I would not have thought that a rigid monastic schedule would feel freeing – but it does. I’m free of my desperate need to make everything exactly the way I think I want it to be. I’m free of caring if my clothes are attractive. I’m free of needing to rely on willpower. I’m free of endless choices that don’t actually serve me. my own life, the more powerfully I can help my communities. It’s unexpected, and it’s life-changing.
By Erin Oke
On one hand, we can say “fuck it” to mean “I’m out. I’ve had enough. This is bullshit”. The breaking point that becomes the impetus to draw boundaries and stand up for what we know is right, destroy the systems and tendencies that hold us back – both the structures of oppression all around us and their echoes inside of us. On the flip side, we can use “fuck it” to mean throw caution to the wind, to say “I’m in. Fuck yeah! Let’s goooooooo!”. This one liberates us from the “should” of it all, gives inspiration to be spontaneous, and permission to be different from who we think we need to be.
By Laura Creedon
Back to school this September was ripe with excitement. In Toronto, students hadn’t set foot in public schools for at least 6 months, for many it had been 18 months. Emotions were running high for everyone: kids, parents and teachers alike. My personal goal this year was to reconnect to that loving approach, and make my class community a safe haven of inspired learning once again. Then the gears of a mass public education system began to squeeze and grind…
By Oliver Rabba
“A non-toothache is very pleasant.” – Thich Nhat Hanh A couple of years ago I was driving with my nephew. He was around 12 at the time. At one point we hit a lull in conversation and he blurted out “I’m bored”. It was a foggy night (which makes everything look more interesting in my opinion) … Continued
When we say we want change, on a societal or personal level, we mean only certain types. I mean, I want to be a “better person”, but I’d prefer to skip the bifocals if that’s cool. Change in that direction is scary, for it reminds us of our own ephemerality.
By Jeff Warren
The most honest line I’ve heard to describe how meditation changes people, or at least how meditation has changed me, is: “Hurt more, suffer less.” Things go through more quickly, because there’s less blocking and protecting. But they also hurt more, because … there’s less blocking and protecting. That’s what happens when you let life in.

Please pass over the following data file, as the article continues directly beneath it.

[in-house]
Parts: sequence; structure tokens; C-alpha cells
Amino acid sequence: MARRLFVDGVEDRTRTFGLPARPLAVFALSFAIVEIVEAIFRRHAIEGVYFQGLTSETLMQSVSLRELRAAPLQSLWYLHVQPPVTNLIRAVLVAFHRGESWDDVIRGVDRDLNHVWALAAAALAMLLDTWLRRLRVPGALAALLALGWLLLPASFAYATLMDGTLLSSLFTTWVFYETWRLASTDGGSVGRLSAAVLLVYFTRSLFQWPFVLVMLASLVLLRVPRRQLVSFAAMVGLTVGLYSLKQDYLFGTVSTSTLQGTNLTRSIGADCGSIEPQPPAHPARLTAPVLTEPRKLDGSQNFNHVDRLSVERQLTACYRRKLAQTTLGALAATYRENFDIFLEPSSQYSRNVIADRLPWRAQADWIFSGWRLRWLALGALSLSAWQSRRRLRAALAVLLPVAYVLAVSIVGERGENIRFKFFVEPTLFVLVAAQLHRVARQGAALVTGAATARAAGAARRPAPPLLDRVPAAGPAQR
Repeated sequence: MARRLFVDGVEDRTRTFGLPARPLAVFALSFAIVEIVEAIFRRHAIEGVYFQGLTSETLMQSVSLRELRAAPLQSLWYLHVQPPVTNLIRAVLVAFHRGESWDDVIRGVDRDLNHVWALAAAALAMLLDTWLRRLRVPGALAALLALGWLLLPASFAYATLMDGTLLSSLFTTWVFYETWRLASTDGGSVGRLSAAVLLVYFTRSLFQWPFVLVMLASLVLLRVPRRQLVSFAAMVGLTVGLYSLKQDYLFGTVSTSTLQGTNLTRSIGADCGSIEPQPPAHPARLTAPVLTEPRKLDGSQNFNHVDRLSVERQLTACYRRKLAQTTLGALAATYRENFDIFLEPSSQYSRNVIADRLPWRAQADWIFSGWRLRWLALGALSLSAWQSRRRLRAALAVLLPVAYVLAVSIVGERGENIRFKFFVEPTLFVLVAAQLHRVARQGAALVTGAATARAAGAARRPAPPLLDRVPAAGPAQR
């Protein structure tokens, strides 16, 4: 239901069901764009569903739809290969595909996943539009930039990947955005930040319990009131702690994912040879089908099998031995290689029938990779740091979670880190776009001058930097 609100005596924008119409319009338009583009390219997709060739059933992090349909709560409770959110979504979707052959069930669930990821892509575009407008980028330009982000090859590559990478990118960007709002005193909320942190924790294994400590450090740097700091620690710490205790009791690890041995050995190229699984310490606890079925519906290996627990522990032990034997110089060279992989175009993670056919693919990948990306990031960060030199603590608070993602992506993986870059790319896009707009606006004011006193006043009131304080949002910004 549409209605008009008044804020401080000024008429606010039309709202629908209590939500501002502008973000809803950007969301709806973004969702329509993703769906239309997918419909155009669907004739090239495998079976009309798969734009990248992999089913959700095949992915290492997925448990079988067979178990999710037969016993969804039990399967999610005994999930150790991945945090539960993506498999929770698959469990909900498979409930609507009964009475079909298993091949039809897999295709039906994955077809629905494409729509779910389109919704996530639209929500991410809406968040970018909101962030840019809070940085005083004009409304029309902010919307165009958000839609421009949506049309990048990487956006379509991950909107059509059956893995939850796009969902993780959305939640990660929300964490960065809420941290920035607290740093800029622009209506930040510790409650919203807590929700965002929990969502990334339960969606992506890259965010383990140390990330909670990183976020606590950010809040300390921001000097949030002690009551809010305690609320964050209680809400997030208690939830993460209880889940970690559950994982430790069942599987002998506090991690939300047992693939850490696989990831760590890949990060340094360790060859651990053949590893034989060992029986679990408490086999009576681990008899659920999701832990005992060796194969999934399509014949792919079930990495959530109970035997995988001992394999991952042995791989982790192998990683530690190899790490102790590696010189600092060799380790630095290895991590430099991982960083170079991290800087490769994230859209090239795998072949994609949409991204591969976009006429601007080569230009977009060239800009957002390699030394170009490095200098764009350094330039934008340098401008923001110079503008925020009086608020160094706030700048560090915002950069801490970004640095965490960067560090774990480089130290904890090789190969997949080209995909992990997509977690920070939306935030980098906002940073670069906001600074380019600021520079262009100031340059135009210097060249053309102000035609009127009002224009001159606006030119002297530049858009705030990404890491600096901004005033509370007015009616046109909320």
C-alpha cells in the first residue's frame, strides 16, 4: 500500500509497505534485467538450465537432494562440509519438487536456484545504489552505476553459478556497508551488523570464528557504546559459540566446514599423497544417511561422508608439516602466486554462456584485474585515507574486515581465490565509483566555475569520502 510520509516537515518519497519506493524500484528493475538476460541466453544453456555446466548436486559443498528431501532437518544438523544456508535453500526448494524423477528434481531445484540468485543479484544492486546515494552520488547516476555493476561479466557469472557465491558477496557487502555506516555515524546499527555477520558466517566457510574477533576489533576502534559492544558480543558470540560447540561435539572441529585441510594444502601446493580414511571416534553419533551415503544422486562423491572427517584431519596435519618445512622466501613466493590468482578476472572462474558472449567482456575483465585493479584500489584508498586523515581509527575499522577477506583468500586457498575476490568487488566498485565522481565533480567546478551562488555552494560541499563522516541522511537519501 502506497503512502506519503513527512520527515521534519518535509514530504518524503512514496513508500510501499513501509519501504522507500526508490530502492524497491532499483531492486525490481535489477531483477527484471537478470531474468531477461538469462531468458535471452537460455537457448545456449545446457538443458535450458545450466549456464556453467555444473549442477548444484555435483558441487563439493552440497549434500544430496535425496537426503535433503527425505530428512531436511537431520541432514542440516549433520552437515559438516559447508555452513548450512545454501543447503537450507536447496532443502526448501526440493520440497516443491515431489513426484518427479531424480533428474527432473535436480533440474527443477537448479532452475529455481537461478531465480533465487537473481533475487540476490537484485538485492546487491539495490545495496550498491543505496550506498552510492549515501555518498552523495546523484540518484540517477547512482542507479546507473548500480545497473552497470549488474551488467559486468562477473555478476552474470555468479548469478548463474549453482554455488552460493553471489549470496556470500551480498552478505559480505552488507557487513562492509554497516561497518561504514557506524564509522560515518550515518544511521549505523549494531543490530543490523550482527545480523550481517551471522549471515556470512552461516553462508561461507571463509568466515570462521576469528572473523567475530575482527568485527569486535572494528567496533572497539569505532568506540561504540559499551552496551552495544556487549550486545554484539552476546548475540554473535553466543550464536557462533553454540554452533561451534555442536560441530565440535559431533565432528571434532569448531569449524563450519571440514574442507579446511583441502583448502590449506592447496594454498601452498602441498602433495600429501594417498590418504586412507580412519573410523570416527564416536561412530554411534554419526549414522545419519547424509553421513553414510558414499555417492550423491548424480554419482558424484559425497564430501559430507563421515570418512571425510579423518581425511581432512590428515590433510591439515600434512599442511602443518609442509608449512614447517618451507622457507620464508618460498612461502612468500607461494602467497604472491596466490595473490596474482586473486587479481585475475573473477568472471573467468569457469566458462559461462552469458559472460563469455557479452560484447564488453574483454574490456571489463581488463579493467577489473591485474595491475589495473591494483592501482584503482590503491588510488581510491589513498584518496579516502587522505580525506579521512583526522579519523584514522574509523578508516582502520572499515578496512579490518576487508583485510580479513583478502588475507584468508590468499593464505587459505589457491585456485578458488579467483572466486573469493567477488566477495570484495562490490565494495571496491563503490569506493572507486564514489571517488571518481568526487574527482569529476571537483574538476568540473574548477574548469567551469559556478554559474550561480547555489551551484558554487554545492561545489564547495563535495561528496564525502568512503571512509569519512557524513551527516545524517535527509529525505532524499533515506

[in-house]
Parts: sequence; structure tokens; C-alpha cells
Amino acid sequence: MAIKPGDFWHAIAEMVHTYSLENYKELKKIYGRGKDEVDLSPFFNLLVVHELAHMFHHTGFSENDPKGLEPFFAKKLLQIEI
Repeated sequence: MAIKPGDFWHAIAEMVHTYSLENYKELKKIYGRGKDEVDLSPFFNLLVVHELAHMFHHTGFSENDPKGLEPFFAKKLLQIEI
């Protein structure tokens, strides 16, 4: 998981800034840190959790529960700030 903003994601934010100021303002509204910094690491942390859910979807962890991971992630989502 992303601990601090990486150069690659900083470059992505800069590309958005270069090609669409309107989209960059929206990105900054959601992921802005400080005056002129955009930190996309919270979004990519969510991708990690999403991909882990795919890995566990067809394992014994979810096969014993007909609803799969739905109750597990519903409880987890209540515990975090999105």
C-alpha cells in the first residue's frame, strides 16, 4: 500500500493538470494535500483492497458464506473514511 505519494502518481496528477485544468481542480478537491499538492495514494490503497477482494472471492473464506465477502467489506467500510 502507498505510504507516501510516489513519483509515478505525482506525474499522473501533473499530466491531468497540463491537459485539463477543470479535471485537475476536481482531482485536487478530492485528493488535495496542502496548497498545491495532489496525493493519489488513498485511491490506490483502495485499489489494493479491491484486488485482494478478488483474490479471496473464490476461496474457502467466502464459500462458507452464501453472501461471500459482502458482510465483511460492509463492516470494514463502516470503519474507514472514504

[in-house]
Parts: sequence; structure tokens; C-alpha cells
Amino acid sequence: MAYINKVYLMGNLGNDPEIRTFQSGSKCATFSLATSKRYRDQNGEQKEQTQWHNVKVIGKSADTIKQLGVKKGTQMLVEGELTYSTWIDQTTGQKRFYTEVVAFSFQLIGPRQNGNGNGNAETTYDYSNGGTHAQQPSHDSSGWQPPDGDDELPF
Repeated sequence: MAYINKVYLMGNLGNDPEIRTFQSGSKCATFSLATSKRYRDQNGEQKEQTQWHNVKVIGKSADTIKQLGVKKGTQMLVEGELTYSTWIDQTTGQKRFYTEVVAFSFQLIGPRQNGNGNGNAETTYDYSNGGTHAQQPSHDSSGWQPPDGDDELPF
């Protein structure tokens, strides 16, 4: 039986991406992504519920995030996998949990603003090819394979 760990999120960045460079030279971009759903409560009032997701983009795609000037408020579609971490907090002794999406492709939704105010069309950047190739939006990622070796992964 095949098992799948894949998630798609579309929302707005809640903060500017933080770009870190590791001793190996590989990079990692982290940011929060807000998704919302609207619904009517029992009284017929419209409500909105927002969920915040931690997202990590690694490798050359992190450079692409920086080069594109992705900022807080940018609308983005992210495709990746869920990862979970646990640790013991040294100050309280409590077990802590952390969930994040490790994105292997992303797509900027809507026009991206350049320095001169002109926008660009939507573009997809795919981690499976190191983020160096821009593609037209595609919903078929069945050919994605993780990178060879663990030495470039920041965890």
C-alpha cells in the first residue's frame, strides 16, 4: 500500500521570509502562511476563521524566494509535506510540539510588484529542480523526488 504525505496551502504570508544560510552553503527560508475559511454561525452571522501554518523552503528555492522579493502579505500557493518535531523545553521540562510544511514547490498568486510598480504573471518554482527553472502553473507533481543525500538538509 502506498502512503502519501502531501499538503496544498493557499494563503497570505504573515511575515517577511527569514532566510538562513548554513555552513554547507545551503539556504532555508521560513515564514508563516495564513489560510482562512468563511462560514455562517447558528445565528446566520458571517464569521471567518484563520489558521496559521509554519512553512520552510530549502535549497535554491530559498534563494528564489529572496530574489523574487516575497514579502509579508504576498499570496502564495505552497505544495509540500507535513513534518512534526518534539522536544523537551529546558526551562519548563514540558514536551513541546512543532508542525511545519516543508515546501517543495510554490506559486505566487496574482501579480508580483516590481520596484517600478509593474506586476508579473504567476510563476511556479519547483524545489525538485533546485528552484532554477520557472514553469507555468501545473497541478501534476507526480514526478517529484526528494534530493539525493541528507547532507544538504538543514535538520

Fortunately, a similar dynamic applies to the sweetness of everyday pleasures.
By Erin Oke
So how do we heal from lifelong habits forged in times we can hardly remember? What can we realistically expect when it comes to healing and addressing the deep traumas and challenges of our lives? And how does this healing relate to the larger social and intergenerational trauma all around us? Because none of this happens in isolation. My struggles have emerged out of my own unique circumstances of nature and nurture, but also from the cumulative trauma of the families that made my parents, and theirs, and so on, as well as the societies that informed all of them. Including this one. There’s so much healing needed, individually and collectively, as a species and as a planet, it can be hard to even know where to start.
As I deepen into questions of identity and ecopsychology, I am coming to experience the nature and the wilderness that appear beyond or outside of me as extensions of the nature and the wilds within me. Meditation offers us the opportunity to sit within ourselves and to clarify our true natures.
Rest for me was equivalent to unproductiveness, boredom, and weakness. “You can sleep when you’re dead” – I used to say all the time. I used this to justify overworking, staying too late at the party, or taking on too much. “I don’t have time to rest.” That was another one I used to tell myself. What I didn’t know then, was this was a boundaries issue. I didn’t actually have time to rest. Trying to carve out a 5 minute meditation in my day seemed impossible. And 8 full hours of sleep? Forget about it.